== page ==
No. What you are describing there is no more or less than an employer taking the piss out of candidates. But I’ll come back to that in a moment.

To be honest, if someone wrote to me with a nice covering letter and spoke about open source projects that he or she liked, pointed me at a Twitter feed where they were intelligently engaged in the problem domain, and sent me some code that they’d written, they’d be more or less hired at this point.

Really? Someone will be “intelligently engaged in the problem domain” on Twitter? That’s funny, I thought talking about your job too much on Twitter could get you fired for revealing trade secrets – and that presumes you are even involved in the same level of business already.

And that brings me to (or back to) the main problem with this article.

The author seems to think that the company for which he works is wonderful – the non-pariel of a working environment, where the coffee tastes like unicorn tears and the fans of the office computers sound a chorus like the sweet voices of Seraphiel and Metatron with Jimi Hendrix and Miles Davis backing them up. Of course, Hell is other people…

So let’s say I am looking for a new job. What do I do? If – as the author suggests – we cut agencies out of the picture, what then?

The problem is that most people don’t have time to research the role that they are applying for, or the company, in anything like the level of detail the author seems to think is necessary even to get through the door. And if you’re facing the spectre of impending (or recent) unemployment, things get harder. Everybody knows it’s better to hire someone who already has a job, right?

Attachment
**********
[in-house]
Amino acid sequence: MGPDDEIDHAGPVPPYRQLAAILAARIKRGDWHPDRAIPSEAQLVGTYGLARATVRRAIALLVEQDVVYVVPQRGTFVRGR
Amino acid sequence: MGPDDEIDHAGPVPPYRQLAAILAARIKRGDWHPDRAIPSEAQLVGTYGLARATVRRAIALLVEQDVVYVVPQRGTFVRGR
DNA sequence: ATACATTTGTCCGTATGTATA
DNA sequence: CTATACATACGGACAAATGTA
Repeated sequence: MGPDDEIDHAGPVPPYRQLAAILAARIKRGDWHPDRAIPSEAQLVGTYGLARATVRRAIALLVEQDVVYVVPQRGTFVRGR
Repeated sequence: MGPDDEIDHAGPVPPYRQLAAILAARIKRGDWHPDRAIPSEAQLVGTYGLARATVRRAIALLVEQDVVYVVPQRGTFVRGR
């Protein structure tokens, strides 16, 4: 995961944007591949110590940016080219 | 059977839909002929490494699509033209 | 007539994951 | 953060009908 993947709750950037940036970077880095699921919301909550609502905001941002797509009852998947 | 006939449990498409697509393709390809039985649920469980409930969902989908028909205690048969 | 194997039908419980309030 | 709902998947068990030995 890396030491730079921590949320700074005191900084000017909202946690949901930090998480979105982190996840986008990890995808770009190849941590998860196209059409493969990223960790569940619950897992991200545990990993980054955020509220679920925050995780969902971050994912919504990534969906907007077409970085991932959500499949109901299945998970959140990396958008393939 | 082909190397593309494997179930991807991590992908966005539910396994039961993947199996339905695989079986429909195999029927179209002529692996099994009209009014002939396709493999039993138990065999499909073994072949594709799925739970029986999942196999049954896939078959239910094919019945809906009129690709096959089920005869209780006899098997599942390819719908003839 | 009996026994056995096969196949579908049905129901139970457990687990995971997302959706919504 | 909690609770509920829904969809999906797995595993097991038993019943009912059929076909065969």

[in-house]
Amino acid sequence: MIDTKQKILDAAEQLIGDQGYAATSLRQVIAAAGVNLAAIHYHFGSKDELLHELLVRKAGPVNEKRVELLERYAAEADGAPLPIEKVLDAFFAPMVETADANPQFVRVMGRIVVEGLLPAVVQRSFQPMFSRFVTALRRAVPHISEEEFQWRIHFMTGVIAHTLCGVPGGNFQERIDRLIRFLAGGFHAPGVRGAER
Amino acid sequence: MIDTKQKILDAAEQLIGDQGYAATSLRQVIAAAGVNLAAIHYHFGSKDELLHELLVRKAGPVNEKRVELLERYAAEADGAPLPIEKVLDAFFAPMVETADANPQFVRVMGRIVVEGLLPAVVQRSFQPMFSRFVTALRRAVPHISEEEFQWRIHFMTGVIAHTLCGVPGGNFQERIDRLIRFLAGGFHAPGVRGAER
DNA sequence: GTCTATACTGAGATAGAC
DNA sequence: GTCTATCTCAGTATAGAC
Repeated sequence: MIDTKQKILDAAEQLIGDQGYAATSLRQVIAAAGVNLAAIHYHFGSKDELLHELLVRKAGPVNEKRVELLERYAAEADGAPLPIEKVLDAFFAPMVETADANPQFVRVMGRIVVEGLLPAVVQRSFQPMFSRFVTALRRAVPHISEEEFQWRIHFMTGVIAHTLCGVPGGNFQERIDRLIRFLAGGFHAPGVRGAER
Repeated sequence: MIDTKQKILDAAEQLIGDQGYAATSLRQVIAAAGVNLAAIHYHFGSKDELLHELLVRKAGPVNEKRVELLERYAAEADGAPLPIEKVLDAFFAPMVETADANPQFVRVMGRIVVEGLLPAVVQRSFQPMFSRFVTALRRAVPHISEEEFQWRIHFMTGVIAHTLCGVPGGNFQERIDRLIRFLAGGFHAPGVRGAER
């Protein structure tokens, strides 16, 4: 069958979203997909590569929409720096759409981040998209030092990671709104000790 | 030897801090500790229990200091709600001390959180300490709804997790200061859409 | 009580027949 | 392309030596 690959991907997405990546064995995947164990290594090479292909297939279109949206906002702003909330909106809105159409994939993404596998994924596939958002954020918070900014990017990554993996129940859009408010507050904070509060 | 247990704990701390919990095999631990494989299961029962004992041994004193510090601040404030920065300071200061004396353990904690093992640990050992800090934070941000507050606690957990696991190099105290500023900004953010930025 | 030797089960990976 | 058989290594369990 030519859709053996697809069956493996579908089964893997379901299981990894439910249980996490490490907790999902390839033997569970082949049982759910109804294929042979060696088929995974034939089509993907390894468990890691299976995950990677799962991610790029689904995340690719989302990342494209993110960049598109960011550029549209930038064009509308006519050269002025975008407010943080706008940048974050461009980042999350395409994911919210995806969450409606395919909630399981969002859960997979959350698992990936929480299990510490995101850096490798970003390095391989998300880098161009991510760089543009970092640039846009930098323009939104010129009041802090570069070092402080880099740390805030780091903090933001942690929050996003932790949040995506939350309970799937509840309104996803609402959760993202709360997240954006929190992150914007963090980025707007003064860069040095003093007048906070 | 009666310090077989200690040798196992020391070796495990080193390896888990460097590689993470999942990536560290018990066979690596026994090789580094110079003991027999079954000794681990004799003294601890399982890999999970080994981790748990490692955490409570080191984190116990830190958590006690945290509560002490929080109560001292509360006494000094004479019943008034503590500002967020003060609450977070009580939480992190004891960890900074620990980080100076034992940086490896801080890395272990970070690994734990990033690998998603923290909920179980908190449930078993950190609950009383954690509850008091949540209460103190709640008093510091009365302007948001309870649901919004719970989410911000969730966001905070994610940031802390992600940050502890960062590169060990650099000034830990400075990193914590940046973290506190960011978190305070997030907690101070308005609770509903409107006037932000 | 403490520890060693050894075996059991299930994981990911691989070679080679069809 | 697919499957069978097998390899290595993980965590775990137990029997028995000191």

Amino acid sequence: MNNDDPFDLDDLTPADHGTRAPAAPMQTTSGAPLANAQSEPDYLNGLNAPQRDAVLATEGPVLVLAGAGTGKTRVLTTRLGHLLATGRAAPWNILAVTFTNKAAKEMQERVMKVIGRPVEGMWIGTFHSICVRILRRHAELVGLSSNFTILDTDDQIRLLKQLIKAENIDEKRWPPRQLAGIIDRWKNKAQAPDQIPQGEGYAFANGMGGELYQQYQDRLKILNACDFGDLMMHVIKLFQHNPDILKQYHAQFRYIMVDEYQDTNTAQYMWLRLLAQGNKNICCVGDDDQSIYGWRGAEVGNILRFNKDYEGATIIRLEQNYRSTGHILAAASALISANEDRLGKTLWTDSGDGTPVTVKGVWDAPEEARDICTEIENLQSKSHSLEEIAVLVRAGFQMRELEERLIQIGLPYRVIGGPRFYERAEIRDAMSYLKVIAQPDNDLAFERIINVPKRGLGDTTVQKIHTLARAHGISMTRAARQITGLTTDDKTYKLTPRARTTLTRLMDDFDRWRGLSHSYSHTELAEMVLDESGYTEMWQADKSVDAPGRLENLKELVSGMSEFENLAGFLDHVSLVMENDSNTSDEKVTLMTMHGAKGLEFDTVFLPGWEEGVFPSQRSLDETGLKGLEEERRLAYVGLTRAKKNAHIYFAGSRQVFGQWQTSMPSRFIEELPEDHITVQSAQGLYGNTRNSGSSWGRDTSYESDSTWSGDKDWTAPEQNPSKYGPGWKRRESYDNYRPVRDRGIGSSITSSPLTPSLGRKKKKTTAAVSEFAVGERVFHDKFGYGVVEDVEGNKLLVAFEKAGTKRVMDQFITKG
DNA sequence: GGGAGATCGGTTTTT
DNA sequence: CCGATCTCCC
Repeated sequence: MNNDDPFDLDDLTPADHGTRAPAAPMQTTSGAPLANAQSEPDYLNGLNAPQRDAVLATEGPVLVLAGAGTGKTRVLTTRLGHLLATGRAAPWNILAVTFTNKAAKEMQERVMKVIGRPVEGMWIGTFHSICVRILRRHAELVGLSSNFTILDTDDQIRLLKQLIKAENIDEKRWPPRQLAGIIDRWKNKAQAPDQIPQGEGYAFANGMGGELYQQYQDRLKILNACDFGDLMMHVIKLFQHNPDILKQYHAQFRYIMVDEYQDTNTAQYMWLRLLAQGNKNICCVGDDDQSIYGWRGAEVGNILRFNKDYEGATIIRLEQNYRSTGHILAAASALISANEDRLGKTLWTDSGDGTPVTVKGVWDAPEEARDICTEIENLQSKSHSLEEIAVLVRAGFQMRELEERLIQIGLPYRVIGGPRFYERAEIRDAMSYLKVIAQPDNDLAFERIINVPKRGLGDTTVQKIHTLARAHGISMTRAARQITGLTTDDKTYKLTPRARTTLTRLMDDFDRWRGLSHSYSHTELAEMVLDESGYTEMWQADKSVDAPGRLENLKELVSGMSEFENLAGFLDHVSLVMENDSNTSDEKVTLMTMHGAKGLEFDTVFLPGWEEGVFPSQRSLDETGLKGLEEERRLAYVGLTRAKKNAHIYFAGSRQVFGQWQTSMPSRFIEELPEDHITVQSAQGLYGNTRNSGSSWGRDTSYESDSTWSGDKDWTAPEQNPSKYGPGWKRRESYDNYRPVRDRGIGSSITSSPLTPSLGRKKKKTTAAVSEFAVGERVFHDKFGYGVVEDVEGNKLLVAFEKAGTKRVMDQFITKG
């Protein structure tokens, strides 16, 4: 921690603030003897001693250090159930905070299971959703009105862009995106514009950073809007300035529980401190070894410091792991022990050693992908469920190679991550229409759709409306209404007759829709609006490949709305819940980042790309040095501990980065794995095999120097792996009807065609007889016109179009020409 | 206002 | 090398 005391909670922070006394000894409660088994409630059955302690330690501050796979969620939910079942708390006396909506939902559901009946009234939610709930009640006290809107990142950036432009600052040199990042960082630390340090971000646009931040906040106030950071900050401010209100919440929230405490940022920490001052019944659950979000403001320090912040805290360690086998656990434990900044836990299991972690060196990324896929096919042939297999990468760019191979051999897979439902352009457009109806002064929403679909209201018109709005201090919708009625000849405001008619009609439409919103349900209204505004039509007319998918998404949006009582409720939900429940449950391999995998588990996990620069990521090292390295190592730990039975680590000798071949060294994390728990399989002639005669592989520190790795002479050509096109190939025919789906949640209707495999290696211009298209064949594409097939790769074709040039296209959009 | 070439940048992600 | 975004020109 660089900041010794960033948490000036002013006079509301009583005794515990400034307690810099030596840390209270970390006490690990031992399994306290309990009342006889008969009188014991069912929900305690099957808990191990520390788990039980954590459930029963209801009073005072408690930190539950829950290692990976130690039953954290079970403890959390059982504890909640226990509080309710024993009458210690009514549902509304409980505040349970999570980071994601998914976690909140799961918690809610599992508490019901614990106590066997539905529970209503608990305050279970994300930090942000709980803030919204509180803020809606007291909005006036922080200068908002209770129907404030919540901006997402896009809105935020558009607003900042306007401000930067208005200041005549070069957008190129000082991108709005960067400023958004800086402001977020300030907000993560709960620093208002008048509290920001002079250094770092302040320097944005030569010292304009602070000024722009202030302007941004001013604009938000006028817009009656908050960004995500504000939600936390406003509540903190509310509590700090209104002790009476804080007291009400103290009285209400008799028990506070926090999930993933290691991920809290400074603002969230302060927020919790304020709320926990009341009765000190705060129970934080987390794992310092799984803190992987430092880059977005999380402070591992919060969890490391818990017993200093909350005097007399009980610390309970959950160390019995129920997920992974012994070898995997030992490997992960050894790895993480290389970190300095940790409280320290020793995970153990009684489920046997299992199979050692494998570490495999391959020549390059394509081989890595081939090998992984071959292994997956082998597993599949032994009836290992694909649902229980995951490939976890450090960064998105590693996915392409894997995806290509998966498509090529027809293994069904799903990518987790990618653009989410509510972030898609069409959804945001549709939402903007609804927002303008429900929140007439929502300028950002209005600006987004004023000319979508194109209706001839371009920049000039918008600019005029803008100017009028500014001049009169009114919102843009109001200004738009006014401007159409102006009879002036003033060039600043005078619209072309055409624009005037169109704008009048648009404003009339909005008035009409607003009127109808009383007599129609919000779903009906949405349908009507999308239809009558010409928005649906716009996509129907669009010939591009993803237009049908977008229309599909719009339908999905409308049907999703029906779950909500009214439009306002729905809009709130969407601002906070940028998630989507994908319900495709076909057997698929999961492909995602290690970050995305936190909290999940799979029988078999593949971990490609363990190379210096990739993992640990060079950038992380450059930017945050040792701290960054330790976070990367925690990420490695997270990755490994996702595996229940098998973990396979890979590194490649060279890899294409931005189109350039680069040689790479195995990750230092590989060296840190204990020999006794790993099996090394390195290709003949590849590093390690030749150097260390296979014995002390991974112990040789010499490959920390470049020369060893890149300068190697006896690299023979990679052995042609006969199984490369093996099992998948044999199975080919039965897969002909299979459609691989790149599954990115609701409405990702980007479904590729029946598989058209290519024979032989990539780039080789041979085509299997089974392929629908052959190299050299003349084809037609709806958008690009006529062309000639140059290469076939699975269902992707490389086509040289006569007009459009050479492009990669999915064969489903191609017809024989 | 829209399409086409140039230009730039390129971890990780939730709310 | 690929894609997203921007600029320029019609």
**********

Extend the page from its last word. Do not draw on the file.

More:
But if you have a job, what then? You only get limited holiday time, so you have to use one (or more) of those days off attending interviews. And good employees tend to want to hold onto people, so make them work twelve weeks notice… something that’s totally unacceptable to most employers – can’t you just call in sick and start tomorrow?

In addition, he completely ignores the reason why people move jobs. Work is not the be-all and end-all of most peoples’ lives. Most people like leisure time to wind down, or (dare I say it) like to go home and interact with their spouses, friends and children – something that appears to be anathema to this author. Work is not most peoples’ primary motivation in life, but is a means to an end. Most people don’t have carefully crafted and sculpted careers, but a succession of jobs that they move between, either at their own volition or because of external circumstances. One of my job moves was because of the frail health of an elderly relative – it’s possible I might still be in the same job today had that situation not arisen.

No, there is a problem. But agencies and employees, as much as they may be to blame, aren’t all of it. After all, didn’t someone once say that the first rule of management was that “if you think you’re not the problem – then you’re the problem“?